Today is Elli's first birthday. For the last month people have been asking us what kind of party we are having. Honestly? This child does not need more parties. In the two months since we got home with her, she has been welcomed publicly, graciously and exorbadantly. We are humbled that her story has touched so many people, and that everyone has been so gracious in showing their love for her. It's been great, but at this point we felt that we were a little partied out.

That being said, this morning I had a chance to celebrate my daughter. We went through our normal routine of playing, eating, bathing, etc. this morning. But for some reason, this morning was special. It was like I was hit with how different her life was a year ago, and how far God has brought her in such a short time. I celebrated by soaking in her presense and then praying for her when she went down for her morning nap.

It's hard to believe that 365 days ago, Elli weighed 2.2 pounds. It's hard to believe that if you took bets on her life, it would be difficult to convince anyone that in one short year she would be thriving and loving life. God gave her the strength to fight hard while she was in what is probably the only hospital in Ho Chi Minh City that could keep her alive. God gave her strength to perservere in an orphanage, and was gracious enough to provide her with everything her little body needed even though the $16/month that the government gave her orphanage for her care was about half of what was needed. God kept her safe until we could make it to Vietnam to swoop her up and love her. God was good, and I thank God for everything that led to our family being brought together. Today as I prayed in celebration of Elli's life, I prayed for:

*All of the people who worked on our behalf both stateside and abroad.
*Elli's birth mom. I really hope that God gives her a sense of peace today, and that she could know that her little girl is ok and loved.
*Elli herself. She has grown so much since we got her, but she has a lot of life ahead of her. It's great to see what can happen to a child when they are given love and nurture and space to live. Our greatest prayer is that as she has all of those things, she will fall more in love with God everyday and recognize how amazing God has been in her journey.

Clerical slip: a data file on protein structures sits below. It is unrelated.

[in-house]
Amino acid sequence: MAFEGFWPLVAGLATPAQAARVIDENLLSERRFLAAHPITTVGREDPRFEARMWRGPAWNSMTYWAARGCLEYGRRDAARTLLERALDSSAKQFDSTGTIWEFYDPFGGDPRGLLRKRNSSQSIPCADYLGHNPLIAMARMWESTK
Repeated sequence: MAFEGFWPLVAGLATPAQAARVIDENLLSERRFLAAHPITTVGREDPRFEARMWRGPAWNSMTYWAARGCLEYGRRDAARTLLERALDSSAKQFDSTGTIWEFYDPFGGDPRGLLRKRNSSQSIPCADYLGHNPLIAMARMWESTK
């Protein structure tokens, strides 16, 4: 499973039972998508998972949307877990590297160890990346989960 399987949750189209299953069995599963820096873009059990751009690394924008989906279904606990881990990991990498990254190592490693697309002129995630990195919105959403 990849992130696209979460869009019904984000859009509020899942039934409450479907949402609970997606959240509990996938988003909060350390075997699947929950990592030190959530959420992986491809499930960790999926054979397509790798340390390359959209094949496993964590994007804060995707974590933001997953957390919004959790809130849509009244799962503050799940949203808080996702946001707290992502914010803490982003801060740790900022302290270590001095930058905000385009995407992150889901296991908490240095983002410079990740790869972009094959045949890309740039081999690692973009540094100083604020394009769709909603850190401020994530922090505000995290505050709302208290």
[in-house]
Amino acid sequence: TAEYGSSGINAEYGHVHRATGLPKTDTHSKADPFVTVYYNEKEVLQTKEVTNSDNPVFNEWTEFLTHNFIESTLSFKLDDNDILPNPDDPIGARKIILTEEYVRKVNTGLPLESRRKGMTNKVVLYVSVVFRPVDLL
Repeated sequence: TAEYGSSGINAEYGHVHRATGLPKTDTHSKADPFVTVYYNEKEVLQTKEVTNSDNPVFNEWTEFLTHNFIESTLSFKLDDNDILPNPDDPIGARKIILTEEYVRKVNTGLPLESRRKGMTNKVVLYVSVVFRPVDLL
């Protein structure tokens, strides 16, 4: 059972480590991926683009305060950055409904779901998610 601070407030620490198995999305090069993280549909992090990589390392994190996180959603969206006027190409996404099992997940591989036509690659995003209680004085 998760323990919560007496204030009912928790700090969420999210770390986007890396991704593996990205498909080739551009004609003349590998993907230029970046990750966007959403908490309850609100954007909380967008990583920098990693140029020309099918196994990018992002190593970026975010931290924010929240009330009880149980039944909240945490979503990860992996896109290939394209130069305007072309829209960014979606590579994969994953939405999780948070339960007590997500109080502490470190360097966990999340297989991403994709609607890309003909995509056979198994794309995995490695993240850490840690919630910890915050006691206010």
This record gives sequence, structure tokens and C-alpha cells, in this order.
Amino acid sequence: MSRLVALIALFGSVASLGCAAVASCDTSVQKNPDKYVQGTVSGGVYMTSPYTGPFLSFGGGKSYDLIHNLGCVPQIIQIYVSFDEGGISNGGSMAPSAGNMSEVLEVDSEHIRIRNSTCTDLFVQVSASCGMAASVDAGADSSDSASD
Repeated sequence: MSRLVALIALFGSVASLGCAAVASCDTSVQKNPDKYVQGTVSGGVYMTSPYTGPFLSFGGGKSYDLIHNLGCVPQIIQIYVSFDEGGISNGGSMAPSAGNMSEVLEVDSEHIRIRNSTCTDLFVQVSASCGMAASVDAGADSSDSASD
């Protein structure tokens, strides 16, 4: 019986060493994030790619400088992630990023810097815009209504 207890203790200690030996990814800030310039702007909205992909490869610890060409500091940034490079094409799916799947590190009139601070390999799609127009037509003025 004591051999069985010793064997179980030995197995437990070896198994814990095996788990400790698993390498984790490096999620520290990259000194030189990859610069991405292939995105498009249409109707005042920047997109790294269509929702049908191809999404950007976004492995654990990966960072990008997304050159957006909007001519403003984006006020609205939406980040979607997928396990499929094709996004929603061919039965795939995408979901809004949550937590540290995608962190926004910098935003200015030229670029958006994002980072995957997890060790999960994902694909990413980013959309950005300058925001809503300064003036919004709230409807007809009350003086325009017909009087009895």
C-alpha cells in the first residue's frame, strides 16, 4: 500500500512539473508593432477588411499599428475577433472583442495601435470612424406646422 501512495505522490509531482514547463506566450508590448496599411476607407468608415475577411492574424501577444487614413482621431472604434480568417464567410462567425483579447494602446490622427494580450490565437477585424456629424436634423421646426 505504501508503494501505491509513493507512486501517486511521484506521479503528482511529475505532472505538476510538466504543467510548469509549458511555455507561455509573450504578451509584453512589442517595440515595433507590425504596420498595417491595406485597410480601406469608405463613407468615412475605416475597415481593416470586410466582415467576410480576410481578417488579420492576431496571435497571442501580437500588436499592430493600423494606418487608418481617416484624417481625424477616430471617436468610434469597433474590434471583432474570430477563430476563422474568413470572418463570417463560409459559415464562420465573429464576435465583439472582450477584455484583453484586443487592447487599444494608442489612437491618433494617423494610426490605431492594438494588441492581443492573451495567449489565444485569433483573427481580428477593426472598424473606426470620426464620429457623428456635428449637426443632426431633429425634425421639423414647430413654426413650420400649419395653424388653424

So, happy birthday to my little girl. You won't remember it, but know that I celebrated you today. I enjoyed our morning together, and I even threw on my official Vientnam National Team Soccer jersey. Just so when people ask about it today, I can tell them how amazing you are.

Good Surprise: Google

Category: By Christian
I was pretty slow to jump on the Google bandwagon, but at this point you might as well consider me to be a certifiable fanboy. What I have come to realize is that Google either invents or acquires some of the coolest stuff on the net. I am currently using three free programs from Google on a regular basis, and I dare say that one of them has pretty much revolutionized my life in cyberspace.

Let's start there, shall we. I have one word for you..."gmail". For years and years and years I used hotmail. It was fine, but when I switched to gmail I became a much better emailer. For one, it groups all of my conversations together, so I don't have to trudge through my entire mailbox to piece together strings of emails and figure out who said what when. Secondly, gmail gives me so much space in my mailbox that I never have to delete ANYTHING. As someone who thrives amid clutter and hates to throw things away, this is truly a blessing. If Google could find some way to invent something that could do for my home what gmail has done for my email, I would be eternally indebted to them. My final plug is that gmail has tons of street cred. It's called gmail, for crying out loud.

Now if you don't want to switch your email address over to emailing heaven, that's fine. It's a lot of work. What I do suggest everyone do is download Picasa. It's Google's free digital photo software, and will do anything the novice photographer needs. We started using it when we got home from Vietnam and were ticked at ourselves for not using it when we were over there. I can email photos with the greatest of ease, and the program even resizes them for me. Plus, it has this sweet feature where I can push one button and it will optimize the lighting in the photo to make it look as good as possible. It's the straight bomb-dizzle. If you want prints of your pics, it also has tons of links to online services. Oh, and if you want to share pics without making prints then you can easily create online albums.

Finally, I have to tell you that Blogger is way better than my previous blogging engine. People who aren't a part of Blogger can now leave comments, and they don't get annoyed with pushy MySpace invitations. It's also visually sharper, and has a similar layout to MS Word. Not only does it have a spell-checker, but it also links to my gmail and picasa accounts. For a minute I started to worry that someone at Google would get power over all of my services and steal my identity. Then I remembered that Google stock trades at something redonkulous like $400/share. Since Google employees probably have numerous shares, I be they aren't interested in stealing money from some poor bloke like myself. My only worry now is that Google will become the so-called "mark of the beast" mentioned in Revelation. That could be a problem.

Fair Dinkum

Good Surprise: Senator Brownback

Category: By Christian